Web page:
Weather impacts Tracey’s Orchard

The peach blossom pollination process was over before Monday's jab of cold air. Early warm temperatures have accelerated budding of fruit trees, and the swing back to typical March weather may have damaged other crops at Tracey's Orchard.

The wacky winter and early spring weather may affect if and when people get strawberries and sweet cherries this summer. Ed Tracey, owner of Tracey's Orchard, said Monday's cold spell, following days of a heat spell, did some damage to the early budding fruit trees and plants. Because the apple trees were not yet in bloom, they were protected from the elements.

Frost had been predicted the night of March 26, but a hard freeze did not occur. Tracey recorded low temperatures of 28 and 26 degrees on his farms, but because the air was so dry the dewpoint was down to 12 degrees. The wind also kept moisture from settling.

He noticed some harm to his trees but wouldn't know the full extent for several days. It helped that the peaches were already pollinated. The cherries and pears were most susceptible, depending on how much they were in bloom.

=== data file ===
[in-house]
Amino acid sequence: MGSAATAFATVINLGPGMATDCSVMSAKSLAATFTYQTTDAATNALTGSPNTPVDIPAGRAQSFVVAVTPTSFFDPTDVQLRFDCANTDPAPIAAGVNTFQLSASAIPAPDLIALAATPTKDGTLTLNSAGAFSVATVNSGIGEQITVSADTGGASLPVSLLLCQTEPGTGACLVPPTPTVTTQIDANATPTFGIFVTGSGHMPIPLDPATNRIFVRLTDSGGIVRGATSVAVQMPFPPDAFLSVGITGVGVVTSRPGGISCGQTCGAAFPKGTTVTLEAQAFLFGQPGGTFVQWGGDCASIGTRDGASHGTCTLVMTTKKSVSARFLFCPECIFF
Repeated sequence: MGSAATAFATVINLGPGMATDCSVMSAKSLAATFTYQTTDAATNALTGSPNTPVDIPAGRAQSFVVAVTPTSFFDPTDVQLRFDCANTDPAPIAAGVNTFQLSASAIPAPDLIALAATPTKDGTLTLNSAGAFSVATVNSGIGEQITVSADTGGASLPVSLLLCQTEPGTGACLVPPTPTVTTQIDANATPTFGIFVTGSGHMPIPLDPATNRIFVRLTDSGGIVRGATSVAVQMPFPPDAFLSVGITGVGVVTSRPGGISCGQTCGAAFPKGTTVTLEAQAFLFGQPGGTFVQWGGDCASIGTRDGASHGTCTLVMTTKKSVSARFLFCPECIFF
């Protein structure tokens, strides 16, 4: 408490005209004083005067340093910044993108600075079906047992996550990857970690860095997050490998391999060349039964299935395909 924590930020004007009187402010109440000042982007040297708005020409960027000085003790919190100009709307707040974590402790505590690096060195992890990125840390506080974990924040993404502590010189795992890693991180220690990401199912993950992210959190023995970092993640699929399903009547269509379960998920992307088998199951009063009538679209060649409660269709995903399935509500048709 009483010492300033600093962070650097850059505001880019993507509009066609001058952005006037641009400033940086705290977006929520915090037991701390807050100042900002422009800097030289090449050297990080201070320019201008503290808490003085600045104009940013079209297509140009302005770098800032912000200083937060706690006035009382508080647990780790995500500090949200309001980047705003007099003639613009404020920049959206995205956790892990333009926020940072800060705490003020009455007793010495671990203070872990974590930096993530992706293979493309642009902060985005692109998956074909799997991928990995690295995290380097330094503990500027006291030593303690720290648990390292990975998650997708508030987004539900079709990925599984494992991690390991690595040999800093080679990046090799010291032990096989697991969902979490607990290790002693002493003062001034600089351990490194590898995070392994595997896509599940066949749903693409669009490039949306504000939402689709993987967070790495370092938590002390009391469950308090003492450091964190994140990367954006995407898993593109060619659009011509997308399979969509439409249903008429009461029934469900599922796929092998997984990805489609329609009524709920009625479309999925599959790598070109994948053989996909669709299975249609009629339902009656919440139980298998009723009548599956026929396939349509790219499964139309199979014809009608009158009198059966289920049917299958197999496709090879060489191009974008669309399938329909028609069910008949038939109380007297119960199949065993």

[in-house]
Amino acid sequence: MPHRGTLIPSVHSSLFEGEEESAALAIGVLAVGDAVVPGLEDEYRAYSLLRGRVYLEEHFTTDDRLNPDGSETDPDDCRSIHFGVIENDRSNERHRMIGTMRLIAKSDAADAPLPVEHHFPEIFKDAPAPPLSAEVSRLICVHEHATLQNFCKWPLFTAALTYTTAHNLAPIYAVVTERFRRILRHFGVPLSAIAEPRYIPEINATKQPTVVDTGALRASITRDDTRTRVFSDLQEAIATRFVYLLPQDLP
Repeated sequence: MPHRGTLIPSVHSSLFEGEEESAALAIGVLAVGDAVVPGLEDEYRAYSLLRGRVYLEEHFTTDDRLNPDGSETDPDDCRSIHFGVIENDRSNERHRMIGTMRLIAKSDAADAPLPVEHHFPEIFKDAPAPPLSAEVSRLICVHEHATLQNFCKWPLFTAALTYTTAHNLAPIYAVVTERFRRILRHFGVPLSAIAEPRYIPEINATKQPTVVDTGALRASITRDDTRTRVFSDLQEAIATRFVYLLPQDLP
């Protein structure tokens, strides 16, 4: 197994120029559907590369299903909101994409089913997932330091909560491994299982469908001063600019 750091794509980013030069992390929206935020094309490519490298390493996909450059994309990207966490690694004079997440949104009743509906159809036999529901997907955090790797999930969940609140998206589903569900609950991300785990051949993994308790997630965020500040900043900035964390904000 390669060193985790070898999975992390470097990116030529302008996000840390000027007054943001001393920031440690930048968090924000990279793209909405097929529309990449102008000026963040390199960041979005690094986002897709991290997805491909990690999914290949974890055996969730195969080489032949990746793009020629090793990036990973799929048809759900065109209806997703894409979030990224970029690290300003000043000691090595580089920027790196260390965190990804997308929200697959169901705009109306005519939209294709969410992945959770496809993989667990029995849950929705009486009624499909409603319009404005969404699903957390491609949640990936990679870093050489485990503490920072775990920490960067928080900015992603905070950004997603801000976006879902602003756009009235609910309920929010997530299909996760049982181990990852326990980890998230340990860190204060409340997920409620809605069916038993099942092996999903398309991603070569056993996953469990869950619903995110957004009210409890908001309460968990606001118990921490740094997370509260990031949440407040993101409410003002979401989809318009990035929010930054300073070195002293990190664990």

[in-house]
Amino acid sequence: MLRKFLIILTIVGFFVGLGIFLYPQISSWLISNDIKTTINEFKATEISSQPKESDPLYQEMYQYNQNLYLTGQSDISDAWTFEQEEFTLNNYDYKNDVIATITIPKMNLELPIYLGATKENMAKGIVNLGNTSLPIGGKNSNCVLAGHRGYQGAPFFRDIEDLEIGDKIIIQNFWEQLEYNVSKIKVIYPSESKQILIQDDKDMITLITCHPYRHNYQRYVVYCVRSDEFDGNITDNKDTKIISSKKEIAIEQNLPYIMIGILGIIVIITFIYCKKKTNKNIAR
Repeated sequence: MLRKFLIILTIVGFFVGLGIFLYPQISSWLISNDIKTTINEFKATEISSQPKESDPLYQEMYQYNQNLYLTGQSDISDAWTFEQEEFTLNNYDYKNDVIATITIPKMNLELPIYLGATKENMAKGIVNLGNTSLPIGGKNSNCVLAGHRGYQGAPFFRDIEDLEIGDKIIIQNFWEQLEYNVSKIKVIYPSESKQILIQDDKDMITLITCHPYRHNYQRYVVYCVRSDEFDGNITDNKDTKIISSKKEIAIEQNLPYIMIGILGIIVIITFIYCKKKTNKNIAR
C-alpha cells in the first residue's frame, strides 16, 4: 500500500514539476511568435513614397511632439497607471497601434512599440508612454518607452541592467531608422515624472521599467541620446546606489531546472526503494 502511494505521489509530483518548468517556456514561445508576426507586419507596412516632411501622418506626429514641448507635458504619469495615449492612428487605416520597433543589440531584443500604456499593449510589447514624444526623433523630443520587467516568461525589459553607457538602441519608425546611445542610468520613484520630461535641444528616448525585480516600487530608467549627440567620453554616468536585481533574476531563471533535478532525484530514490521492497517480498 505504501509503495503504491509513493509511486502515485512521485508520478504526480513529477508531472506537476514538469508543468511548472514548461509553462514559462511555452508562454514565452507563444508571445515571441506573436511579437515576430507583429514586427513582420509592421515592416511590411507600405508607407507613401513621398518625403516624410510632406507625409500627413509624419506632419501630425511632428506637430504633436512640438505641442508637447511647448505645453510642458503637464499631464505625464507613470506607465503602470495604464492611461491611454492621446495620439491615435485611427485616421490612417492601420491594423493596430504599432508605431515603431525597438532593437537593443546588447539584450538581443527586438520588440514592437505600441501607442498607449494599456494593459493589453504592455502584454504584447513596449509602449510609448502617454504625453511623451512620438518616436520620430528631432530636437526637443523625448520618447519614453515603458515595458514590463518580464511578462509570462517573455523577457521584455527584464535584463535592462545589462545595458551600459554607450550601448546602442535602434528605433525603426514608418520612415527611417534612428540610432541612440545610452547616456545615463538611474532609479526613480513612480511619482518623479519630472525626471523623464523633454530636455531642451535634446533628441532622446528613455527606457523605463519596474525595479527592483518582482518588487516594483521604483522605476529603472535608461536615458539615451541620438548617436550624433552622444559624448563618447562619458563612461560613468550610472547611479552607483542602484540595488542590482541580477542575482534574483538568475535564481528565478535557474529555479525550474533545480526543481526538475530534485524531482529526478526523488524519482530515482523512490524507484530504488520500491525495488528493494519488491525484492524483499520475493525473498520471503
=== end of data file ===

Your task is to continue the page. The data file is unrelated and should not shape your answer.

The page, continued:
"The cherries are in different stages," he said. "Some were pollinated, some had buds that were open and others with buds still closed. We hope at least one set survives."

Though no year was typical, Tracey declared, he believed his crops in general were three weeks ahead of schedule for bloom times. The sudden cold likely resulted in the loss of a half-day of growing time, which was significant in the business.

"But the biggest thing is, we still have a long way to go before we can breathe a sigh of relief that we are done with frost."

If cool days remain, the advanced stages of growth will be tempered. But if the cold doesn't become a problem, the bounty from the orchard could cause another issue with customers.

"People aren't ready for early crops. They expect strawberries, for instance, at the same time every year. If everything is early, we're really going to have to advertise to let people know," said Tracey.

He was hopeful that this year's weather results would be similar to those of another warm year, when the early blooming produced one of his nicest crops ever.